In addition, the calculation of credit card interest can be overly complex and often does not match consumers' expectations or understanding.

Consumers can also face substantial barriers to switching credit cards or lowering credit limits due to onerous processes imposed by banks. These barriers have a substantial impact on competition in the credit card market.

Schedule 5 of this bill addresses these problems by implementing a reform package to reduce the incidence of consumers building up unsustainable credit card debt and to improve competition in the credit card market.

This is consistent with the government's commitment to implementing the first phase of reforms outlined in the government's response to the Senate inquiry into the credit card market.

Firstly, Schedule 5 will tighten responsible lending obligations for credit card providers by requiring affordability assessments to be based on whether a consumer can repay the full credit limit within a reasonable period. The bill will provide the Australian Securities and Investments Commission with the power to determine that reasonable period by legislative instrument.

This reform is not intended to unduly reduce consumers' access to credit. As such, ASIC is required to balance the need to prevent consumers from being in unsuitable credit card contracts with the need to ensure that reasonable access to credit is maintained when determining the reasonable conduct.

Secondly, schedule 5 will prohibit all unsolicited credit limit increase invitations including where a consumer has previously opted in to receiving these invitations.

The definition of a credit limit increase invitation has also been expanded to include all forms of communication (rather than only written communication), removing the loopholes to prevent credit card providers from circumventing the law and making unsolicited offers by phone or over an online portal.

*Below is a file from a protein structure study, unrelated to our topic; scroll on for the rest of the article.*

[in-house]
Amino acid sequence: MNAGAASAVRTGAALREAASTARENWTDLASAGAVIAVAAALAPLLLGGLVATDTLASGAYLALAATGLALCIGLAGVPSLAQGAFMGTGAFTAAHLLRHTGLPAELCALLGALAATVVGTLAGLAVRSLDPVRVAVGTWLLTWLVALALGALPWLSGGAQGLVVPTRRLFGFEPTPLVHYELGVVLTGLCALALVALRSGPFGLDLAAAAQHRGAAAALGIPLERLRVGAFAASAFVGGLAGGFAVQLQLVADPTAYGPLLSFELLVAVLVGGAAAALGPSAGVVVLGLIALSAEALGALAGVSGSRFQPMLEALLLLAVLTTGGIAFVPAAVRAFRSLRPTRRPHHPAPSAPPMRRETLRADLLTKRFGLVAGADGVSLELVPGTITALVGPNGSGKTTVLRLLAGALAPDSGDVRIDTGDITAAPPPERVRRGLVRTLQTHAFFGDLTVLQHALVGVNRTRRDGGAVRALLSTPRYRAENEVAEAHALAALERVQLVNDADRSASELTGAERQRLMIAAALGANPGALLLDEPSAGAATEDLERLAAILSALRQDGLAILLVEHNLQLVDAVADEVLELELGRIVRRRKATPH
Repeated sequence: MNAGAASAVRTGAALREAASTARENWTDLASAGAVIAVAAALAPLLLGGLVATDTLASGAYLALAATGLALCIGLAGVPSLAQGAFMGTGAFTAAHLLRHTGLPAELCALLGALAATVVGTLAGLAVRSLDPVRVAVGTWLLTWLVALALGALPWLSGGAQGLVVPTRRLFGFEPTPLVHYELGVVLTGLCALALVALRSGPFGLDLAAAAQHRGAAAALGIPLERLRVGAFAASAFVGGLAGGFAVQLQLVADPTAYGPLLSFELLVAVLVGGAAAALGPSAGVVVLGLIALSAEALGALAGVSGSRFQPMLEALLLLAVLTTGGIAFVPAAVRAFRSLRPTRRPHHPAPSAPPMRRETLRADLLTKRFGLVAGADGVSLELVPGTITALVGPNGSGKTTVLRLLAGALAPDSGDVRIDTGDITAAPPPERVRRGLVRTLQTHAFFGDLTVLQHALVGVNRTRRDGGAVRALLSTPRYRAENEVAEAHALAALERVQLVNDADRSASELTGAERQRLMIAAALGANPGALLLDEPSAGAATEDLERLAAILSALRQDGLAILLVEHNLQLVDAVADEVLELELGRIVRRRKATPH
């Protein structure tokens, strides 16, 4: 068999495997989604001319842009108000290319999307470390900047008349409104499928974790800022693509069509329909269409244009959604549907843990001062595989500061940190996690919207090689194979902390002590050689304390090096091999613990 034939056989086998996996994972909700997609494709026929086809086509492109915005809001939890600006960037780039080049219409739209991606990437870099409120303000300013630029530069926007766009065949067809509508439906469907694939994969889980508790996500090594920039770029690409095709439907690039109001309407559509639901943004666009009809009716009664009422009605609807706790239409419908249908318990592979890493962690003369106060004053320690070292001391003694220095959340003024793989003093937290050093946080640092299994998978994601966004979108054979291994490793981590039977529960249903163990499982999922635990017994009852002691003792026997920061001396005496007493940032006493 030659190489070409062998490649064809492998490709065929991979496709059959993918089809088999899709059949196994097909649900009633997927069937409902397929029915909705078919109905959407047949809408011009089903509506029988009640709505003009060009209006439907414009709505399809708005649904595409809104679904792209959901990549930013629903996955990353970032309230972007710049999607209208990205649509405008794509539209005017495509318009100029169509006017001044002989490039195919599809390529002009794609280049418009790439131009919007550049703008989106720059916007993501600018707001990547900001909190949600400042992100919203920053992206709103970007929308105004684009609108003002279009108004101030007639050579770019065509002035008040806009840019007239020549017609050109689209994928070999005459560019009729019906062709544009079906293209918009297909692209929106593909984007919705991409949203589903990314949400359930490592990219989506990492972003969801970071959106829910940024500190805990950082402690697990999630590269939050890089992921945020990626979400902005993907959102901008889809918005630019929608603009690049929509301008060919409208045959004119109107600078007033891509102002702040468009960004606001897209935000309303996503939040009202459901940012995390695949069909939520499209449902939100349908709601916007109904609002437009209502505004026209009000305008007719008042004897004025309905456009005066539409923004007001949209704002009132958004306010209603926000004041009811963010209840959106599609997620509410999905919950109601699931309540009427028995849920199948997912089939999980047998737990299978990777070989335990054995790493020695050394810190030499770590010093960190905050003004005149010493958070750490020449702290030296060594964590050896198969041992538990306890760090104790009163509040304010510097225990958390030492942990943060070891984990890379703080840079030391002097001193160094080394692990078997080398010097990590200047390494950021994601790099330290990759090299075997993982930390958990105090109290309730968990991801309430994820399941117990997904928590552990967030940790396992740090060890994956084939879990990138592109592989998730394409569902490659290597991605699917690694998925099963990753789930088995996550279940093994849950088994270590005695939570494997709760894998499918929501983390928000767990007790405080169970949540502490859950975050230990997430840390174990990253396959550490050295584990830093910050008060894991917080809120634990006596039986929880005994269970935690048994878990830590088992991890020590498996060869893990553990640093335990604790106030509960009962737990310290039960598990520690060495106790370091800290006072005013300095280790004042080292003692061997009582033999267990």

Schedule 5 will put an end to the unfair and complex way that interest is calculated on credit cards and make it easier for consumers to understand and compare how credit card interest is calculated.

Credit card providers will no longer be able to charge backdated interest or interest on the balance that has already been repaid if a consumer does not fully repay their outstanding balance.

Finally, schedule 5 will require credit card providers to have online options for consumers to initiate a credit card cancellation or lower a credit limit. Consumers can face substantial barriers when trying to cancel a credit card and this reduces competition and limits how consumers can manage their credit card debt.

Schedule 5 requires credit card providers to facilitate any requests to cancel a credit card or lower a credit limit and prevents them from employing tactics to dissuade or impede consumers from cancelling a credit card or lowering a credit limit.

These reforms are a necessary and important step in reducing the incidence of consumers building up unmanageable credit card debts and improving competition in the credit card market.

The Turnbull government is taking action now to ensure a more accountable and unquestionably strong, fair and competitive banking system that does the right thing by Australians.

Debate adjourned.